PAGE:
The Student Team Reading and Writing (STRW) program program components included: a) cooperative learning classroom processes, b) a literature anthology for high interest reading material, c) explicit instruction in reading comprehension, d) integrated reading, writing, and language arts instruction, and e) a writing process approach to language arts. The STRW program is an integrated approach to reading and writing/language arts for early adolescents. The writing part of the intervention used an iterative writing process approach where students were taught to plan, draft, revise, edit, and finalize their writing. This was combined with language arts instruction and writing concept lessions. The language arts instruction was focused on writing, and instruction in grammar, language expression, and language mechanics related to students writing. The concept lessons involved instruction and models on style and techniques. The reading part of the program consisted of three principal elements: literature-related activities, direct instruction in reaidng comprehension strategies, and selection-related writing. In all of these activities students work in heterogeneous learning teams. All activities followed a regular cycle that involved teacher presentation, team practice, independent practice, peer pre-assessment, and individual accountability. Cooperative learning teams were used as a vehicle to get students to engage in academic interactions that would further their understanding of what had been taught and to take advantage of the strong peer orientation of early adolescents. SWPG Review Notes: Information about the dosage such as the number of class sessions, time per session, or number of days/weeks/months was not provided. Teachers were trained in the summer, and coaching (observation and feedback on STRW) continued into the school year for 4 months (one semester; p. 152). Thus, it is clear implementation lasted at least one semester, however, it is unclear whether the intervention continued for the remainder of the school year.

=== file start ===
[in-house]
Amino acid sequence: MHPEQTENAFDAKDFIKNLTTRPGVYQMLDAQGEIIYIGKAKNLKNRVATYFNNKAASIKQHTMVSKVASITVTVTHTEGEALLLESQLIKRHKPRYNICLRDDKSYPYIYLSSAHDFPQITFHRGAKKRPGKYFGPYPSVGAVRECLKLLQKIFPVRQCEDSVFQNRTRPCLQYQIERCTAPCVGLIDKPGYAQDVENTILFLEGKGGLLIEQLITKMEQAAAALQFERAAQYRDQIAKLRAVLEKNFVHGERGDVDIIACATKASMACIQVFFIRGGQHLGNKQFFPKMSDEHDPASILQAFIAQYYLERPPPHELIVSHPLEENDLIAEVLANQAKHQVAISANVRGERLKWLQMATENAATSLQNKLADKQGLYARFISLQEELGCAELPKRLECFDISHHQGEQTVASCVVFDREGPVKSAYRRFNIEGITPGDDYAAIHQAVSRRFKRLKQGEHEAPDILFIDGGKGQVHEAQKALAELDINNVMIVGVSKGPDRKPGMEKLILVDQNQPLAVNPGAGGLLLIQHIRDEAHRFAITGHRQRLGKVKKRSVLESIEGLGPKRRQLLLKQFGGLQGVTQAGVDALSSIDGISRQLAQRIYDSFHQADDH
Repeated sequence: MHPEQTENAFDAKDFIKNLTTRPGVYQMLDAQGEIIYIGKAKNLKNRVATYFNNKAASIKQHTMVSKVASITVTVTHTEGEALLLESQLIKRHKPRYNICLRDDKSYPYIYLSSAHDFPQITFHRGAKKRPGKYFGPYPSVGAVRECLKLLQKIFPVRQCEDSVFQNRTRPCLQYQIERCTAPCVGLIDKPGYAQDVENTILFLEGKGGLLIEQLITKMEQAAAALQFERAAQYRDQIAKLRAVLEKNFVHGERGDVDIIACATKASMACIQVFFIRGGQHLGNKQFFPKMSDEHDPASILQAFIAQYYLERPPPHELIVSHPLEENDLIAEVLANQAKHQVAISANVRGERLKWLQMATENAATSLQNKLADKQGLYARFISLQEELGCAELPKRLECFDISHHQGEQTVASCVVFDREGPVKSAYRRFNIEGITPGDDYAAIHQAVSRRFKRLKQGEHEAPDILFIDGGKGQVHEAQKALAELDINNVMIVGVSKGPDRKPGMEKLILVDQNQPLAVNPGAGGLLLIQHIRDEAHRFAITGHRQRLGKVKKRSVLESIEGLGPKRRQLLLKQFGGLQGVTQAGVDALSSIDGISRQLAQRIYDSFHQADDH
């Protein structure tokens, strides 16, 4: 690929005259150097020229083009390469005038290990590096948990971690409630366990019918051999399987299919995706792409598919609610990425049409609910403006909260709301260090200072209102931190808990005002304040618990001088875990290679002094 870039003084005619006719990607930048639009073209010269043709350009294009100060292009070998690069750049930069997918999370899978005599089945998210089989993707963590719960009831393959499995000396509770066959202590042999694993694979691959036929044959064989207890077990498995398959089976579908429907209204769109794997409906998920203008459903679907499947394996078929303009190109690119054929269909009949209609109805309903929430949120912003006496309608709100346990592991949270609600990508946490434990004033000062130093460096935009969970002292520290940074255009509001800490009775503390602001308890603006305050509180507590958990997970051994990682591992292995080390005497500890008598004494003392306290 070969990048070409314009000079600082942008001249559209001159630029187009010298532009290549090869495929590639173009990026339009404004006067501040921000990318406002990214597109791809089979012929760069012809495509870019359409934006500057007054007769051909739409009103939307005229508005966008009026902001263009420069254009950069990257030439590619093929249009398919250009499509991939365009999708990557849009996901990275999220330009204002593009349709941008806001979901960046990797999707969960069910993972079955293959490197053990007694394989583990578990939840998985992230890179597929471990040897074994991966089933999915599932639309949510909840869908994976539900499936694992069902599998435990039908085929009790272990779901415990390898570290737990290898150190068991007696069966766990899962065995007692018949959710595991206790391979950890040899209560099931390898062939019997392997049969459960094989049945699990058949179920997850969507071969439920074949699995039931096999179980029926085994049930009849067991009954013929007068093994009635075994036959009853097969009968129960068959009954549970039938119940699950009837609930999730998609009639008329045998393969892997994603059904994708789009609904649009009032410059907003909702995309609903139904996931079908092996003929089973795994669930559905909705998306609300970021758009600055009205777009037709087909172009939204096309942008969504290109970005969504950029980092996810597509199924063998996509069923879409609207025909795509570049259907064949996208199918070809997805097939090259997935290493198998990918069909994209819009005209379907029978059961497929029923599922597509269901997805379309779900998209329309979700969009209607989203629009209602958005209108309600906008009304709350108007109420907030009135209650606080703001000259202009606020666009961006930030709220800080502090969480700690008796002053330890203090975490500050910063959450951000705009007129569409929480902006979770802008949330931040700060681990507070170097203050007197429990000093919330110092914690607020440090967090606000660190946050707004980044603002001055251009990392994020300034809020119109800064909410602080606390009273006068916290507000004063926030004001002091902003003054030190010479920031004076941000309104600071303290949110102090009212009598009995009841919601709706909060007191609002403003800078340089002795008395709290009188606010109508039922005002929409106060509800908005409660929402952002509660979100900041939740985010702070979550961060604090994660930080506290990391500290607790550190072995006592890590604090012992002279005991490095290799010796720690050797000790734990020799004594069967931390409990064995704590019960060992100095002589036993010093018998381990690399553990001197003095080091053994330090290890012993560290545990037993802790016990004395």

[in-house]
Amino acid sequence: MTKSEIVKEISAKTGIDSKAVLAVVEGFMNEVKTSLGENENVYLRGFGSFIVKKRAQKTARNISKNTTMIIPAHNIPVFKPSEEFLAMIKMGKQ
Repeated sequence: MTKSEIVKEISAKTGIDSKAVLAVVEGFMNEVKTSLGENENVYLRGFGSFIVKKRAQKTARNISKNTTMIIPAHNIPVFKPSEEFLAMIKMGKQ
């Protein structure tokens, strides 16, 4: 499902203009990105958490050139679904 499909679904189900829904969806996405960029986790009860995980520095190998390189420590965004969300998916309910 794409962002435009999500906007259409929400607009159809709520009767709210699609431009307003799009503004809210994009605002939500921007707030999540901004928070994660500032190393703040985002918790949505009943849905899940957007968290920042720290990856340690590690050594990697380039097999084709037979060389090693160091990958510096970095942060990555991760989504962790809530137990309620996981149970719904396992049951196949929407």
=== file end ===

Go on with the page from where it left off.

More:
Comparison Group